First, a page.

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Understanding living donation

Relatives, loved ones, friends and even individuals who wish to remain anonymous often serve as living donors to spare a patient a long and uncertain wait. In 2019, more than 7,300 transplants were made possible by living donors. If you are considering living donation, it is critical to gather as much information as you can from various sources.


Who can be a living donor? Living donors should be:

  • in good overall physical and mental health and

  • older than 18 years of age.

Medical conditions such as uncontrolled high blood pressure, diabetes, cancer, certain infections, or an uncontrolled psychiatric condition, could prevent you from being a living donor. Since some donor health conditions could harm a transplant recipient, it is important that you share all information about your physical and mental health. You must be fully informed of the known risks involved with donating and complete a full medical and psychosocial evaluation. Your decision to donate should be completely voluntary and free of pressure or guilt.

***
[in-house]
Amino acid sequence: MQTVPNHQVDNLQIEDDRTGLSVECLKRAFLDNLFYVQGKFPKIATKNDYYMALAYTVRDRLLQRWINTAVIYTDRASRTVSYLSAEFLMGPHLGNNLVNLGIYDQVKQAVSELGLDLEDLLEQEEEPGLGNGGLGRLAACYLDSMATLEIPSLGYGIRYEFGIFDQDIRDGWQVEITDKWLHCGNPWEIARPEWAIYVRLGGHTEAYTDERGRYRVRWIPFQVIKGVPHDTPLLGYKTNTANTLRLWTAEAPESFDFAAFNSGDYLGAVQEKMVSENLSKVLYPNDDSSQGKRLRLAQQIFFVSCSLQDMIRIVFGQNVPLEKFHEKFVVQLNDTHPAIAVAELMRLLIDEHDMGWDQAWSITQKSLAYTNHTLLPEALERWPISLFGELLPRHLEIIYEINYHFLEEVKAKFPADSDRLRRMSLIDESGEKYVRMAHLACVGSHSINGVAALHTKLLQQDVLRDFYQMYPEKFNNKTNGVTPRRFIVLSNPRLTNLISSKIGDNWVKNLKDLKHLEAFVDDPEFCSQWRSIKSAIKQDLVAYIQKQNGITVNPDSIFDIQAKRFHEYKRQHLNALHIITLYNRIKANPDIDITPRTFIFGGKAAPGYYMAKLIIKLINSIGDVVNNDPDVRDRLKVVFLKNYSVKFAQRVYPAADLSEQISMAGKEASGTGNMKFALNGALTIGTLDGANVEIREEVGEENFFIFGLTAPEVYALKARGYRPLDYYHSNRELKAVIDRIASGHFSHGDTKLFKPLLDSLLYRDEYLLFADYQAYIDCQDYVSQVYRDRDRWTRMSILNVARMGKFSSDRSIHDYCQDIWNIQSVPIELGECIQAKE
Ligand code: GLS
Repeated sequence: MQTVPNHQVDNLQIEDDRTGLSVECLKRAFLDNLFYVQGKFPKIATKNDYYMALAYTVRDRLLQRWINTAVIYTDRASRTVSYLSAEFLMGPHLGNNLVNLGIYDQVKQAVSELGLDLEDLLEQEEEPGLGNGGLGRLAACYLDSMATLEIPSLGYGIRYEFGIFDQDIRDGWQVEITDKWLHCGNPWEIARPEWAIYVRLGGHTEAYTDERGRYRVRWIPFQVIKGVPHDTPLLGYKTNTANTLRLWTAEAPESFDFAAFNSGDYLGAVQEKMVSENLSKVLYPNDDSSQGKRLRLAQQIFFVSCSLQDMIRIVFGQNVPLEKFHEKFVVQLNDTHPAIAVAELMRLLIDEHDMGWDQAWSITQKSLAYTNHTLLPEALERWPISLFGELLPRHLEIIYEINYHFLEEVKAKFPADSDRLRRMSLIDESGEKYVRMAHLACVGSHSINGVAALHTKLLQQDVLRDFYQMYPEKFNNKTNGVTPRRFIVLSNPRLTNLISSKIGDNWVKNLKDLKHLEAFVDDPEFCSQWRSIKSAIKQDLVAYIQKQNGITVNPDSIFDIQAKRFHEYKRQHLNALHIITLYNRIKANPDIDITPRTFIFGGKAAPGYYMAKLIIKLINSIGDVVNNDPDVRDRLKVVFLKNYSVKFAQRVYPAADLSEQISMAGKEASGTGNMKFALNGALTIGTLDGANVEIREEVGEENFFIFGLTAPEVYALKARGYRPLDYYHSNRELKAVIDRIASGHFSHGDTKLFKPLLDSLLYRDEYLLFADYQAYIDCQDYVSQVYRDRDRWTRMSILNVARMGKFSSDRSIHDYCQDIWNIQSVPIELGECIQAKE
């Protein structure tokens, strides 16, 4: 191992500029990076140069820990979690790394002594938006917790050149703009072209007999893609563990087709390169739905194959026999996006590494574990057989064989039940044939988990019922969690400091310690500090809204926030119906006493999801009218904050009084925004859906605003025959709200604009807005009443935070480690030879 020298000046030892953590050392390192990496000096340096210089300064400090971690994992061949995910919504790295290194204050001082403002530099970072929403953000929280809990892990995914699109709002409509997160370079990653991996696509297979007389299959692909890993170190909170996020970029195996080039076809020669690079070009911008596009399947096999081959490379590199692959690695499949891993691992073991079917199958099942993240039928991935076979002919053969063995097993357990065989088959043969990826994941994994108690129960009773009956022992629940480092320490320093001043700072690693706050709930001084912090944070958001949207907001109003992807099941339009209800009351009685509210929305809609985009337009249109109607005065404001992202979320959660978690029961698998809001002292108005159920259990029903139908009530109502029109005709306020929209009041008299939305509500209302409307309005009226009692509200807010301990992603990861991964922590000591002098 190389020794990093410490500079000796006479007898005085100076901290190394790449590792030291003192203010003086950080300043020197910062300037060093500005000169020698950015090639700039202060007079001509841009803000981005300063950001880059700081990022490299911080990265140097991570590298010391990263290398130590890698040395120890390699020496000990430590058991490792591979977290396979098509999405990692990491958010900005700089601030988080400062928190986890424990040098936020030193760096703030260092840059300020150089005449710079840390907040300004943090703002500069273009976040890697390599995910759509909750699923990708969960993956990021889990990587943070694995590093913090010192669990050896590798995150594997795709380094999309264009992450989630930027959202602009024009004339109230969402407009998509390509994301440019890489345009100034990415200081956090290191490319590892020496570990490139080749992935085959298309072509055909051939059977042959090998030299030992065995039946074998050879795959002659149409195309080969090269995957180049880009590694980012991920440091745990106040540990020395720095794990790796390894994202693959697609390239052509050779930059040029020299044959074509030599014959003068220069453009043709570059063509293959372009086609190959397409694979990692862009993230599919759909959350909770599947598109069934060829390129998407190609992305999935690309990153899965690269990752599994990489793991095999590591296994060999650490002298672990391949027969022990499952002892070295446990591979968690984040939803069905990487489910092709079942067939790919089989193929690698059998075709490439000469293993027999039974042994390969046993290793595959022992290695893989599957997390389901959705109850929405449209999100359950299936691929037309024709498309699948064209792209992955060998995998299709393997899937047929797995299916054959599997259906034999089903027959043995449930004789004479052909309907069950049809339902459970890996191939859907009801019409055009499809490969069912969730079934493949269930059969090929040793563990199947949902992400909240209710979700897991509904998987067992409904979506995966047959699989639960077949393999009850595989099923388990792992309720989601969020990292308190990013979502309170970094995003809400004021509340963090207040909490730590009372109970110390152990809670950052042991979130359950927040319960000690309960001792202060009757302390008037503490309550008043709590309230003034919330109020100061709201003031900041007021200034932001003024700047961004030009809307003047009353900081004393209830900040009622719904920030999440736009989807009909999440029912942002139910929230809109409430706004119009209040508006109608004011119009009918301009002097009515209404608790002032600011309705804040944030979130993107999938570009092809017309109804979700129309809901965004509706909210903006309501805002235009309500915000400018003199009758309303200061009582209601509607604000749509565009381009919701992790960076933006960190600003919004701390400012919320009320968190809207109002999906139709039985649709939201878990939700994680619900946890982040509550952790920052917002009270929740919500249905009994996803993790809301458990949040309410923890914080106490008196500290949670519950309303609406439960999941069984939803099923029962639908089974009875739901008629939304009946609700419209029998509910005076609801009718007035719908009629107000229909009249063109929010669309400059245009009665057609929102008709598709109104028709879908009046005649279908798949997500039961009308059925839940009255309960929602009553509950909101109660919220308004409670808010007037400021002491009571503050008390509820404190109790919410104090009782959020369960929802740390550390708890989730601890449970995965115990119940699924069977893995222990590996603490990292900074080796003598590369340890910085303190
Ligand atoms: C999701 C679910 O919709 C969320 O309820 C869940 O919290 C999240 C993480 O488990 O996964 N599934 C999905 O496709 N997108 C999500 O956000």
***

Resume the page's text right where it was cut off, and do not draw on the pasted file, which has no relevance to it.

What are the types of living donor transplants? The kidney is the most commonly transplanted organ from a living donor. One entire kidney is removed and transplanted. Living liver donation, where a segment of the donor’s liver is transplanted, occurs less often, and the donor is usually related to the recipient. Also, in rare cases, a uterus or segment of other organs can be transplanted from a living donor.

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